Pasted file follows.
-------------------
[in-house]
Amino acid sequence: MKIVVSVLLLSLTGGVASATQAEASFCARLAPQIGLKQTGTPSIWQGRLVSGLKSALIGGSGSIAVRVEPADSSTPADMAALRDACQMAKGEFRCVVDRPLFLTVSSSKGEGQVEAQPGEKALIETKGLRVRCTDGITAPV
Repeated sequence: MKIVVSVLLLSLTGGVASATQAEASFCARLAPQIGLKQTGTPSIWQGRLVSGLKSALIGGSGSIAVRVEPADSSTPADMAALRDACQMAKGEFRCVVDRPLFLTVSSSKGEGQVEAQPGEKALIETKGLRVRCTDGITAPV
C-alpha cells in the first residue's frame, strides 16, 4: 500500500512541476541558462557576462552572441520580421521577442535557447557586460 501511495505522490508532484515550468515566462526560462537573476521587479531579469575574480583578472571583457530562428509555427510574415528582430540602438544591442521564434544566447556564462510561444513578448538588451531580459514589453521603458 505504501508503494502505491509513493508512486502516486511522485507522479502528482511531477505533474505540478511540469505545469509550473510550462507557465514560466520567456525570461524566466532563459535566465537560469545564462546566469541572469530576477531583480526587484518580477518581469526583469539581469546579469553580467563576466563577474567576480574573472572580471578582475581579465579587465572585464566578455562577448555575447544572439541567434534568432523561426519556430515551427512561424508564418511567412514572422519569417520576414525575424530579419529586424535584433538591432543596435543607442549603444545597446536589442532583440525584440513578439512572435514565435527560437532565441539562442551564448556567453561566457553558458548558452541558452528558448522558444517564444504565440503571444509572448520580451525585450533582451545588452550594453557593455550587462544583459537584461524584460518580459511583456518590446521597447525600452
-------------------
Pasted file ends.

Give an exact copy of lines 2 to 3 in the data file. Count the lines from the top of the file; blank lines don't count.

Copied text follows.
Amino acid sequence: MKIVVSVLLLSLTGGVASATQAEASFCARLAPQIGLKQTGTPSIWQGRLVSGLKSALIGGSGSIAVRVEPADSSTPADMAALRDACQMAKGEFRCVVDRPLFLTVSSSKGEGQVEAQPGEKALIETKGLRVRCTDGITAPV
Repeated sequence: MKIVVSVLLLSLTGGVASATQAEASFCARLAPQIGLKQTGTPSIWQGRLVSGLKSALIGGSGSIAVRVEPADSSTPADMAALRDACQMAKGEFRCVVDRPLFLTVSSSKGEGQVEAQPGEKALIETKGLRVRCTDGITAPV